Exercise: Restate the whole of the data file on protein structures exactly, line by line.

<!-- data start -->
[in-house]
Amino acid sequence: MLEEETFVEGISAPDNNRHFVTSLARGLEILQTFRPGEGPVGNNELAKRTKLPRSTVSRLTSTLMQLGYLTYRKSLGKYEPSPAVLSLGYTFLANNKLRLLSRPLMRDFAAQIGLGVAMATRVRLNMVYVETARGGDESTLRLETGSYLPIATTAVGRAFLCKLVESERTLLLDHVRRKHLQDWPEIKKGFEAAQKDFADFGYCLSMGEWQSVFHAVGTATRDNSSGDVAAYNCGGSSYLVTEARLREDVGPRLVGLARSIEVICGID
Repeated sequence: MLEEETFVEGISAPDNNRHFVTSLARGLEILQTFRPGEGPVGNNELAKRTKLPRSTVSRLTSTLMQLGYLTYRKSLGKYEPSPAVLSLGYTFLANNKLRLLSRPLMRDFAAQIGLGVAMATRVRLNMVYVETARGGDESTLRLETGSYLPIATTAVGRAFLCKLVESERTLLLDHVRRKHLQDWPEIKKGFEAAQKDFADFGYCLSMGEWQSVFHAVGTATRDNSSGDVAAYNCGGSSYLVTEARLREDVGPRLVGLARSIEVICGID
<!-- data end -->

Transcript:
[in-house]
Amino acid sequence: MLEEETFVEGISAPDNNRHFVTSLARGLEILQTFRPGEGPVGNNELAKRTKLPRSTVSRLTSTLMQLGYLTYRKSLGKYEPSPAVLSLGYTFLANNKLRLLSRPLMRDFAAQIGLGVAMATRVRLNMVYVETARGGDESTLRLETGSYLPIATTAVGRAFLCKLVESERTLLLDHVRRKHLQDWPEIKKGFEAAQKDFADFGYCLSMGEWQSVFHAVGTATRDNSSGDVAAYNCGGSSYLVTEARLREDVGPRLVGLARSIEVICGID
Repeated sequence: MLEEETFVEGISAPDNNRHFVTSLARGLEILQTFRPGEGPVGNNELAKRTKLPRSTVSRLTSTLMQLGYLTYRKSLGKYEPSPAVLSLGYTFLANNKLRLLSRPLMRDFAAQIGLGVAMATRVRLNMVYVETARGGDESTLRLETGSYLPIATTAVGRAFLCKLVESERTLLLDHVRRKHLQDWPEIKKGFEAAQKDFADFGYCLSMGEWQSVFHAVGTATRDNSSGDVAAYNCGGSSYLVTEARLREDVGPRLVGLARSIEVICGID